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Sunday, 16 June 2019

Japan ambassador pays first visit to Khufu boat under restoration at GEM

Japan's ambassador to Egypt and his wife paid their first visit to King Khufu's second solar boat

Nevine El-Aref , Sunday 21 Feb 2016
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Zidan shows Kagawa the current restoration work on khufu's second solar boat (photo courtesy of Eissa Zidan)
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Japanese ambassador to Egypt Takehiro Kagawa and his wife paid their first visit to King Khufu's second solar boat, now under restoration at the laboratory of the Grand Egyptian Museum (GEM) overlooking the Giza plateau.

Eissa Zidan, director of the restoration department at the GEM, guided them through their visit to check the restoration works being carried out by the Japanese-Egyptian team in an attempt to reconstruct King Khufu's second solar boat to its original look.

Takehiro was very happy with the works achieved so far, and wrote in the visiting book of the GEM that he wishes the team the best luck in achieving their goal.

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Zidan and the Japanese visitors at the pit where the boat was found (photo courtesy of Eissa Zidan)

Zidan told Ahram Online that the restoration team is now working on the third phase of the five-stage project to restore Khufu's second boat.

The first phase began over 20 years ago, when in 1992 a Japanese scientific and archaeological team from Waseda University, in collaboration with the Japanese government, offered a grant of $10 million to remove the boat from its original pit, restore and reassemble it, and put it on show to the public.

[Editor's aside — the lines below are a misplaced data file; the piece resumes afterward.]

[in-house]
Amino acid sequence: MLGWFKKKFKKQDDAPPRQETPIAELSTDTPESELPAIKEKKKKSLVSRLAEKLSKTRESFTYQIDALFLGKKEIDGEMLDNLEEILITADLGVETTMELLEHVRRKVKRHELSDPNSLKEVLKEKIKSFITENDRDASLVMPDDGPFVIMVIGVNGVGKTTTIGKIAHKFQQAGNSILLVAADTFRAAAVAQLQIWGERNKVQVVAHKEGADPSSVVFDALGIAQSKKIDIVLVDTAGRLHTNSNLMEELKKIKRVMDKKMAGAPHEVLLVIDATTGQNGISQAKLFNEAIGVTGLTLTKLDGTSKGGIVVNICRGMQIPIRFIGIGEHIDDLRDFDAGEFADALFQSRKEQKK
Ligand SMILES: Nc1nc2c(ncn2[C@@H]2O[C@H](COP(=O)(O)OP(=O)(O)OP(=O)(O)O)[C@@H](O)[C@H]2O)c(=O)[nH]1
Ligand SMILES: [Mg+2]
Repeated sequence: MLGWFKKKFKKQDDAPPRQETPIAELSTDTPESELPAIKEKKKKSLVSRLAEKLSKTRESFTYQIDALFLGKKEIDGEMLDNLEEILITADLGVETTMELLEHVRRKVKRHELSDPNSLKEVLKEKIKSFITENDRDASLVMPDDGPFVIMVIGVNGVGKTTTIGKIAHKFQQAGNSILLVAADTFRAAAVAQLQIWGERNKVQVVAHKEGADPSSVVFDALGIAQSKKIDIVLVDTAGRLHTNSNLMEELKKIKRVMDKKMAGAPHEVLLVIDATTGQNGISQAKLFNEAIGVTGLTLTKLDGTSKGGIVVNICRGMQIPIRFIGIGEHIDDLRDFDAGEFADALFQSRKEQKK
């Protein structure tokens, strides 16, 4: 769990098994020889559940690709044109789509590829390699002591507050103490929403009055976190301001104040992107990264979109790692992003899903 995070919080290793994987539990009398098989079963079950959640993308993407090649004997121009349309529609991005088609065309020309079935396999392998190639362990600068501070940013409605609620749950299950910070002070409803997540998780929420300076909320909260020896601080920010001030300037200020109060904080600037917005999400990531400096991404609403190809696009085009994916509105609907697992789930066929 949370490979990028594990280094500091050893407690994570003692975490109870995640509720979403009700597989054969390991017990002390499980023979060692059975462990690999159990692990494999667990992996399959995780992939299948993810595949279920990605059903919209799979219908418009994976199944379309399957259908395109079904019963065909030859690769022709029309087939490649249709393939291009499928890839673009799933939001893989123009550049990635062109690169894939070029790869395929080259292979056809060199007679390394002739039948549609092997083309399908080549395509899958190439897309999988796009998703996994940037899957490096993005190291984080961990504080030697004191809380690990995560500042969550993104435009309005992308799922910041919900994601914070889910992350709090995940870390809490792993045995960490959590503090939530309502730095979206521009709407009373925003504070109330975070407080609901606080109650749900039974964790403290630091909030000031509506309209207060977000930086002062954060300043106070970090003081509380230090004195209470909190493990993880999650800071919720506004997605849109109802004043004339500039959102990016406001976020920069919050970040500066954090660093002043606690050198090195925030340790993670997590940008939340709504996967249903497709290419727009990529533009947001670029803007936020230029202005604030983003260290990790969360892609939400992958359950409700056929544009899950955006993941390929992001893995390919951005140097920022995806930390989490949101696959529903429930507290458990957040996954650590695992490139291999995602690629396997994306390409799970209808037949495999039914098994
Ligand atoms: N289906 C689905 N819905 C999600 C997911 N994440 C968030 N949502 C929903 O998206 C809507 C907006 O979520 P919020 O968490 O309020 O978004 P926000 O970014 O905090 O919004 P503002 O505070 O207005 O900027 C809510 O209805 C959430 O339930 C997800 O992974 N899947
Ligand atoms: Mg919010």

The team cleaned the pit of insects and the Japanese team inserted a camera through a hole in the chamber's limestone to assess the boat's condition inside the pit and the possibility of its restoration.

Images taken show layers of wooden beams and timbers of cedar and acacia, as well as ropes, mats and remains of limestone blocks and small pieces of white plaster.

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The visitors at Giza plateau (photo courtesy of Eissa Zidan)

Basel Yoshimura, the director of the Japanese team, told Ahram Online that during the team’s inspection they found that the second boat was in a much better state of preservation than the first when it was discovered in 1954 by architect and archaeologist Kamal El-Malakh, together with Zaki Nour, during routine cleaning on the south side of the Great Pyramid.

The first boat was removed piece by piece under the supervision of master restorer Ahmed Youssef, who spent more than 20 years restoring and reassembling the boat.

The second boat remained sealed in its pit until 1987, when it was examined by the American National Geographic Society by remote camera. After the space inside the pit was photographed and air measurements were taken, the pit was resealed.

It was thought that the pit had been so well sealed that the air inside would be as it had been since ancient Egyptian times. Sadly though, Yoshimura pointed out that this was not the case. Air had leaked into the pit from outside and mixed with the air inside. This had allowed insects to thrive and negatively affect some wooden beams.

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Zidan,Kagawa and the Japanese Egyptian restoration team at the GEM lab (photo courtesy of Eissa Zidan)

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